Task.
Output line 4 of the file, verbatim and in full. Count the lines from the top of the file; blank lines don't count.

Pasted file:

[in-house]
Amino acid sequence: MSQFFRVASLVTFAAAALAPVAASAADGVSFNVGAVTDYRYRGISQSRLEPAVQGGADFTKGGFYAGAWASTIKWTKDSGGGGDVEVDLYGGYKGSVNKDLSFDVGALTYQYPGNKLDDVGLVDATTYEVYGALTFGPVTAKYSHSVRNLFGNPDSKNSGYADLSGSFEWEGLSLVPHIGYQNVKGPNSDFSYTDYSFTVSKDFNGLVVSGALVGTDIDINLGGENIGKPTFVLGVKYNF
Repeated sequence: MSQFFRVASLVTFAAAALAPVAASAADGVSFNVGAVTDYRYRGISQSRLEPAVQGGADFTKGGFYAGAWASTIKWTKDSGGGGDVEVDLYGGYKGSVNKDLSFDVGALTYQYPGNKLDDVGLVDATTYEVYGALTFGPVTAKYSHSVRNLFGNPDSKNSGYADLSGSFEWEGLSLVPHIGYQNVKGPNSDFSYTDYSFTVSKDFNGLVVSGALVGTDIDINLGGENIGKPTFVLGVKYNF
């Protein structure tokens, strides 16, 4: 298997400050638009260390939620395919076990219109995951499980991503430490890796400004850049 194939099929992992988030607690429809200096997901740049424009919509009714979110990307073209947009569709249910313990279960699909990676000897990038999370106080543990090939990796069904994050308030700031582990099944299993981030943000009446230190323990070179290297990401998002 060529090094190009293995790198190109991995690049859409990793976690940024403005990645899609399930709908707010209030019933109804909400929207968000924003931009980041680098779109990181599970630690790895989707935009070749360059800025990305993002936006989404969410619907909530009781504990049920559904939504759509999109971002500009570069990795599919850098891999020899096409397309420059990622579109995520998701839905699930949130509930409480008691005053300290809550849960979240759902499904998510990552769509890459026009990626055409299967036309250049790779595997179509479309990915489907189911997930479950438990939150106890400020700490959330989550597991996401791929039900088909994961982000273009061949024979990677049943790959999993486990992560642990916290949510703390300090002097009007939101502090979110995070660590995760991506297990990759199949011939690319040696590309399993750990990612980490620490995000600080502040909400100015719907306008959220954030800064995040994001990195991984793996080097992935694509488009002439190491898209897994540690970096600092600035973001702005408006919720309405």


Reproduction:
């Protein structure tokens, strides 16, 4: 298997400050638009260390939620395919076990219109995951499980991503430490890796400004850049 194939099929992992988030607690429809200096997901740049424009919509009714979110990307073209947009569709249910313990279960699909990676000897990038999370106080543990090939990796069904994050308030700031582990099944299993981030943000009446230190323990070179290297990401998002 060529090094190009293995790198190109991995690049859409990793976690940024403005990645899609399930709908707010209030019933109804909400929207968000924003931009980041680098779109990181599970630690790895989707935009070749360059800025990305993002936006989404969410619907909530009781504990049920559904939504759509999109971002500009570069990795599919850098891999020899096409397309420059990622579109995520998701839905699930949130509930409480008691005053300290809550849960979240759902499904998510990552769509890459026009990626055409299967036309250049790779595997179509479309990915489907189911997930479950438990939150106890400020700490959330989550597991996401791929039900088909994961982000273009061949024979990677049943790959999993486990992560642990916290949510703390300090002097009007939101502090979110995070660590995760991506297990990759199949011939690319040696590309399993750990990612980490620490995000600080502040909400100015719907306008959220954030800064995040994001990195991984793996080097992935694509488009002439190491898209897994540690970096600092600035973001702005408006919720309405």